Mick Kolassa – Blind Lemon Sessions | Album Review

Mick Kolassa – Blind Lemon Sessions

Endless Blues Records MMK012020

12 songs – 33 minutes


An inventive songwriter and picker as well as a former member of the board of directors of the Blues Foundation, acoustic guitarist Mick Kolassa follows up on his well-received 2018 CD, 149 Delta Avenue, with a heaping helping of what he likes to call “free-range” blues – apt nomenclature when you consider that he traveled all the way from his home in Mississippi to lay the groundwork for it in Germany.

A former member of the board of directors for the Blues Foundation, Kolassa spent a lifetime in the business world. As “retirement” approached, however, he began focusing his energies more and more toward the music he’s loved since childhood. This is the sixth album he’s produced since his 2014 debut, Michissippi Mick – a labor that’s involved solo work as well as recordings with his Taylor Made Blues Band or in partnership with Florida-based guitarist/bassist Mark Telesca.

Mick plays six- and 12-string guitars as well as baritone guitar and ukulele, banjulele and provides percussion on this one backed by guitarist David Dunavent and bass players Seth Hill and Bill Ruffino on this one aided by Eric Hughes on harmonica and Alice Hasen on violin. All of the instruments are delivered throughout absent of amplification.

The project began after Kolassa was invited by Thomas Schlelken to perform in Bremen and record a few songs for a pair of compilation albums he was planning to release on his Blind Lemon Records, the European home for several top acoustic musicians, most notably American blues historian David Evans. The idea for a full CD developed as Mick’s free-range approach mixed favorite covers with new material.

Recorded at Horwek Tonstudio in Ganderkesee, Germany, and Farmhouse Studios in Moscow, Tenn., this collection mixes eight covers with four originals, a pair of which, Kolassa admits, are best considered to be Americana, not blues.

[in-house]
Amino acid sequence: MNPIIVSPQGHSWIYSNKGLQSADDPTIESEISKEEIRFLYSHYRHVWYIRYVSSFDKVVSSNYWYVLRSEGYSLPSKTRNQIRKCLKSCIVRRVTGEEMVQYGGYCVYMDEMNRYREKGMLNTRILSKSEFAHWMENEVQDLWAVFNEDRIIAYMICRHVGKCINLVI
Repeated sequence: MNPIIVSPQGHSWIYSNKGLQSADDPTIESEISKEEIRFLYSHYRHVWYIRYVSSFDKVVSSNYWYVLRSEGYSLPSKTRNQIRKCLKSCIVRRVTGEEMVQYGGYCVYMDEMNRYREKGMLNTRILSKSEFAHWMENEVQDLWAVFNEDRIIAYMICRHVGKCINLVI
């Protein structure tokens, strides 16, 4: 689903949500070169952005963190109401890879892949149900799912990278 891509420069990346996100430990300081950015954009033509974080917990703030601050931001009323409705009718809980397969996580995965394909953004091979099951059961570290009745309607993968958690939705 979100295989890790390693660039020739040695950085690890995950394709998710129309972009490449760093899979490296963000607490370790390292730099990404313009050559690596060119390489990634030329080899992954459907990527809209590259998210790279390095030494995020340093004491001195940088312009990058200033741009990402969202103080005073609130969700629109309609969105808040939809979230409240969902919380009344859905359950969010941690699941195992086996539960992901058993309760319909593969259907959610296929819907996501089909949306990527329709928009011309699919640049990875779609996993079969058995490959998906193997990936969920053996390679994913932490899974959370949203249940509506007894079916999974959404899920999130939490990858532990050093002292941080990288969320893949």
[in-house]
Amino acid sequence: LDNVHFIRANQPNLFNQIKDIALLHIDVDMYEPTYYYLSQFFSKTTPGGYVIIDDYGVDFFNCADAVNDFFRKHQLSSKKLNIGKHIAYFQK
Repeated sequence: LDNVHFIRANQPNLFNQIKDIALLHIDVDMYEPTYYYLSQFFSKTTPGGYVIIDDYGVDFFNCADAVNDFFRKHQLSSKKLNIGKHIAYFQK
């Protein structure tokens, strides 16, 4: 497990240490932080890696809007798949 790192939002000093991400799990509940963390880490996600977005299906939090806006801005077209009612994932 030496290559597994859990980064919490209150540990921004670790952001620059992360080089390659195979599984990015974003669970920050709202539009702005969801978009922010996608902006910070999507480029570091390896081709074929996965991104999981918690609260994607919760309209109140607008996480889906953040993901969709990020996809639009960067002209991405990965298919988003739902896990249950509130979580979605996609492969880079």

Lonnie Johnson’s “Jelly Roll Baker” opens the action with Mick’s warm baritone sprightly delivering new life into a song he’s been performing for about five decades. The blues flow strong through “Text Me Baby,” an original that deals with a thoroughly modern concept, but built atop a traditional chart, delivered on banjulele and featuring Hasen’s fiddle.

“Keep on Truckin’” – originally titled “Ja-Da” and recorded in 1918 by The Original New Orleans Jazz Band, which included a young Jimmy Durante – is up next before Kolassa moves forward to the ‘50s for Peggy Lee’s “I Want to Be Seduced,” played on baritone uke. The sexual overtones continue in the slow-and-easy original, “Mr. Right” — in which Mick insists: “I ain’t never done it wrong!” – and an acoustic take on Jace Everett’s “Bad Things,” which some folks might recognize as the theme for the HBO series True Blood.

Taj Mahal’s “Cake Walk into Town,” the traditional “St. James Infirmary” and Blind Blake’s familiar “Diddy Wah Ditty” follow before Kolassa switches gears with the delightful original ballad “Recycle Me,” a sweet request for renew a former romance that isn’t quite blues – but who cares? A cover of Lennon and McCartney’s “Help” follows before “The Space Between Us” – a 95-second reflection on folks growing apart – brings the action to a close.

Available through Amazon, iTunes and CDBaby, Blind Lemon Sessions is a perfect set for anyone who appreciates acoustic blues.

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